By the Numbers
Today’s condo environment is a far cry from the first days of the pandemic, when people were told to stay home and stay away from one another.
The seasonally adjusted estimate of new houses for sale at the end of July was 378,000, representing a supply of 6.1 months at the current sales rate.
The increase was driven by a 21.6% month-over-month spike in the rate of new multifamily construction. Single-family housing starts, meanwhile, slid 2.8%.
September’s reading of 76 was up one point from August, despite lingering challenges with labor and the building-material supply chain, the National Association of Home Builders reported, citing the latest NAHB/Wells Fargo Housing Market Index.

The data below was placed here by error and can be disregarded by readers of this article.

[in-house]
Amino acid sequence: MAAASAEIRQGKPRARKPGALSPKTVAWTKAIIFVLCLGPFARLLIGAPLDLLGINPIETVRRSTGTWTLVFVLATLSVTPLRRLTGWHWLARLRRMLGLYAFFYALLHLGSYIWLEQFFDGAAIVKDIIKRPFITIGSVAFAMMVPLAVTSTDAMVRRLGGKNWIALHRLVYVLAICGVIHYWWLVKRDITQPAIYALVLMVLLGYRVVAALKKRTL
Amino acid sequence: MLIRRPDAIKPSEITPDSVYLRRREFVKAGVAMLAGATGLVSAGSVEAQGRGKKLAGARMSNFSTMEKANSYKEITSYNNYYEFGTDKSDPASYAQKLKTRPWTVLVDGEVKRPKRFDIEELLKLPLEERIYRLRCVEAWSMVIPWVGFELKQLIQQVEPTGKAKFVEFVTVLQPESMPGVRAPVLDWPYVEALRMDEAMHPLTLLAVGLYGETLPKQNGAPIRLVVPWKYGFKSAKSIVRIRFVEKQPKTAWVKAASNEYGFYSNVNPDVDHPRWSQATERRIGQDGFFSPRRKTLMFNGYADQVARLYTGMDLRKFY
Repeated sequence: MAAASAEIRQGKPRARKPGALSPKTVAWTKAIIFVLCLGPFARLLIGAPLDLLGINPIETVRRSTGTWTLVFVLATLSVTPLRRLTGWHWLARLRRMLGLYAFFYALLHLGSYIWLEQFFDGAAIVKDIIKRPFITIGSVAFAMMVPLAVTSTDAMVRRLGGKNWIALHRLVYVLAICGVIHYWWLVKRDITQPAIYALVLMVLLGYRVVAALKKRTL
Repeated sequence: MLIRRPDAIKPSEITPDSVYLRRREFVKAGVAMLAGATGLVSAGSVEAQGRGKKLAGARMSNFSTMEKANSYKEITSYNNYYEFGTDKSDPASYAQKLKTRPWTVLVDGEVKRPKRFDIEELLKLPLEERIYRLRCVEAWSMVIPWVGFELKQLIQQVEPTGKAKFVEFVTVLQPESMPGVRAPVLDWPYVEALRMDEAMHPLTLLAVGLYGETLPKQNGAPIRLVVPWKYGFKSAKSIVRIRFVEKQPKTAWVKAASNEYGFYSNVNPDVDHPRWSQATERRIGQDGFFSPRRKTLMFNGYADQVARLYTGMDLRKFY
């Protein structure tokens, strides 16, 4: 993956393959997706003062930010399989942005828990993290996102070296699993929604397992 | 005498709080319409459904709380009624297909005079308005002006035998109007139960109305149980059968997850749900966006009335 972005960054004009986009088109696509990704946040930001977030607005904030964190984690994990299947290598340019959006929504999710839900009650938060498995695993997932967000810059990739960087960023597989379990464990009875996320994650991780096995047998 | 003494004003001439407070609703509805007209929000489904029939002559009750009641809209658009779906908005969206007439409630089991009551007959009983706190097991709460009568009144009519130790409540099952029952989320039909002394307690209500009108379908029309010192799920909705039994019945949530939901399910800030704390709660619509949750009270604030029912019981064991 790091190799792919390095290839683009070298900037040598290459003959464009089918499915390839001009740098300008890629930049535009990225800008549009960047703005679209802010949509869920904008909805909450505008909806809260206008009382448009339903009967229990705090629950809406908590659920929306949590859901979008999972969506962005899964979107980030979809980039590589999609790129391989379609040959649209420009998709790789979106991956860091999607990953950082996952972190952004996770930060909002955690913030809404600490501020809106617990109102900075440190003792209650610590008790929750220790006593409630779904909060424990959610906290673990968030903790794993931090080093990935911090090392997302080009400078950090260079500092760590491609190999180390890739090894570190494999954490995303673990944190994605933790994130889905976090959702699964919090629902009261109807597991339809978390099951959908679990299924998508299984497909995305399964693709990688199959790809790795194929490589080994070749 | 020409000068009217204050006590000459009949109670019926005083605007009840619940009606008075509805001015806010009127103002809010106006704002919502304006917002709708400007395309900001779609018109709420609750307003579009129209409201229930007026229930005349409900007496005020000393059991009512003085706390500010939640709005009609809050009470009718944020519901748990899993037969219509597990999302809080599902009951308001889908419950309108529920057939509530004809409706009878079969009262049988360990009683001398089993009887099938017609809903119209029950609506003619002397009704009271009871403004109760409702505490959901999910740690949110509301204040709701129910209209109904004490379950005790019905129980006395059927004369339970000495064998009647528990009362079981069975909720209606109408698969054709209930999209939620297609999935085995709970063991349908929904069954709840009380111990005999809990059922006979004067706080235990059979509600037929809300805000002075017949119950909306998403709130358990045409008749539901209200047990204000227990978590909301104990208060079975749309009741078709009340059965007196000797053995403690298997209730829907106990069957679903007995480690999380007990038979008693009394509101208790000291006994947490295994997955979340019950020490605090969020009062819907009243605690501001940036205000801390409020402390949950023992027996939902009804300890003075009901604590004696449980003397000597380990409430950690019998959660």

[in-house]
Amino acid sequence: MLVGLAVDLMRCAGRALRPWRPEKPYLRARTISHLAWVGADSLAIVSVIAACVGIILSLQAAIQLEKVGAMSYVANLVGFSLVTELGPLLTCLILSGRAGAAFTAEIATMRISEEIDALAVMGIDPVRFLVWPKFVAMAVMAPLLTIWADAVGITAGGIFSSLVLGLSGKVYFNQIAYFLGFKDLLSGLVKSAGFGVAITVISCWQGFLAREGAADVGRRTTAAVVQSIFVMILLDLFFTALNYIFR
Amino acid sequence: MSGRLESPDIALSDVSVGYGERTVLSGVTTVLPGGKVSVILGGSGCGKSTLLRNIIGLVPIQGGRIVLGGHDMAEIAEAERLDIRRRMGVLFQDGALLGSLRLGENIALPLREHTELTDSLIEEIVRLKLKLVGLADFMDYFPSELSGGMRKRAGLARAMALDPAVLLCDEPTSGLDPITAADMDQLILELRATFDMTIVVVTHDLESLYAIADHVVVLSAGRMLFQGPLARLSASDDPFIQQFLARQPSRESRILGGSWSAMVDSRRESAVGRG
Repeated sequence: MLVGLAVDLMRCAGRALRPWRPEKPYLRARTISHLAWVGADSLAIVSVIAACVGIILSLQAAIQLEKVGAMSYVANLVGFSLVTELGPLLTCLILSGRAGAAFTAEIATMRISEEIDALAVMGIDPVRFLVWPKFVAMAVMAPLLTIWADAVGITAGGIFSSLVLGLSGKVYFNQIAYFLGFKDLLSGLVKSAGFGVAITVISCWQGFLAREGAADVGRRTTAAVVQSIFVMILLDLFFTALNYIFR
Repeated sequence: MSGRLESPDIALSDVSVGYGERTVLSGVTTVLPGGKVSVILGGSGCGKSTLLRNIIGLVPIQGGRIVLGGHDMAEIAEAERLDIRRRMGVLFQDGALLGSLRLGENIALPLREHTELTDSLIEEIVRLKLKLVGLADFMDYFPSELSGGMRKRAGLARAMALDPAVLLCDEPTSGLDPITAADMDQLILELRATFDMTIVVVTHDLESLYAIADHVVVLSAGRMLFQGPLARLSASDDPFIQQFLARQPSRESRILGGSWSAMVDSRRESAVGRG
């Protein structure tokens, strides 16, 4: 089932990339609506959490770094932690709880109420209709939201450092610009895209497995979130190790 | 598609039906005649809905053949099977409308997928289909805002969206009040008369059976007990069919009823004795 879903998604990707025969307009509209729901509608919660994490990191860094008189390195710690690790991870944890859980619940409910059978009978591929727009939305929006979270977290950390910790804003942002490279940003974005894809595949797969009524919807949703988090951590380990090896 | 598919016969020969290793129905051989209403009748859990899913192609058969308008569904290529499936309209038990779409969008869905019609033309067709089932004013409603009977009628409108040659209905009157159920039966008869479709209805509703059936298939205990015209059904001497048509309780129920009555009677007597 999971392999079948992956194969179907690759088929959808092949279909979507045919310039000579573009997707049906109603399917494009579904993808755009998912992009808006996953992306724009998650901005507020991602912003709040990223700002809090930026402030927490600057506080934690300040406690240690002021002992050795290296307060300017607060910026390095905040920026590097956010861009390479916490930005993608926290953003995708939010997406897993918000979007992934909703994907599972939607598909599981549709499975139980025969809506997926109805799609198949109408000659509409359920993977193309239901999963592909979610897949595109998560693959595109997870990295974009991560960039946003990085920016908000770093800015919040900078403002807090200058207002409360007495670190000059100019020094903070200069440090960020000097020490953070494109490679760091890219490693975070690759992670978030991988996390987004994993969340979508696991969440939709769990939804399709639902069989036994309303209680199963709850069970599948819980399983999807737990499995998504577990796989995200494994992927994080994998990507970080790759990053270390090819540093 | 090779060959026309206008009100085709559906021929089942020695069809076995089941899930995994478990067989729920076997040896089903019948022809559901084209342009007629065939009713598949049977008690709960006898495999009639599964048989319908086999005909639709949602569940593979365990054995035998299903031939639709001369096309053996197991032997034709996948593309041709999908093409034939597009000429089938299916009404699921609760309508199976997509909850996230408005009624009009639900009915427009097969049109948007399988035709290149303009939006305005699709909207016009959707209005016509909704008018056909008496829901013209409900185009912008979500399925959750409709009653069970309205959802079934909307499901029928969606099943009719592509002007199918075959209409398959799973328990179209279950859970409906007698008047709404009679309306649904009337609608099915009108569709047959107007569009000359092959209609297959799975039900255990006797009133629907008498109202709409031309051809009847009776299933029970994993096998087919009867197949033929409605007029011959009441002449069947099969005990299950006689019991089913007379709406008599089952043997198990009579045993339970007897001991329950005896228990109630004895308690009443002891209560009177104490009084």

Month over month, home sales were down 3.5%, and the median sale price declined 1.2% to $335,000.
Pending home sales in August rose just 9%, the slowest growth since June 2020, according to a new Redfin report.
A decline in new home listings has had little impact on the market as far as demand is concerned, according to a recent Redfin report.
Both existing-home sales and housing inventory fell during August in Atlanta. But housing starts are up.
The median price of a home in Georgia dipped slightly in August but was up more than 18% from a year ago, according to a new report from Georgia MLS.
Also during the month, the median sales price rose to $390,500 from $370,200 in June, according to the U.S. Census Bureau and the Department of Housing and Urban Development.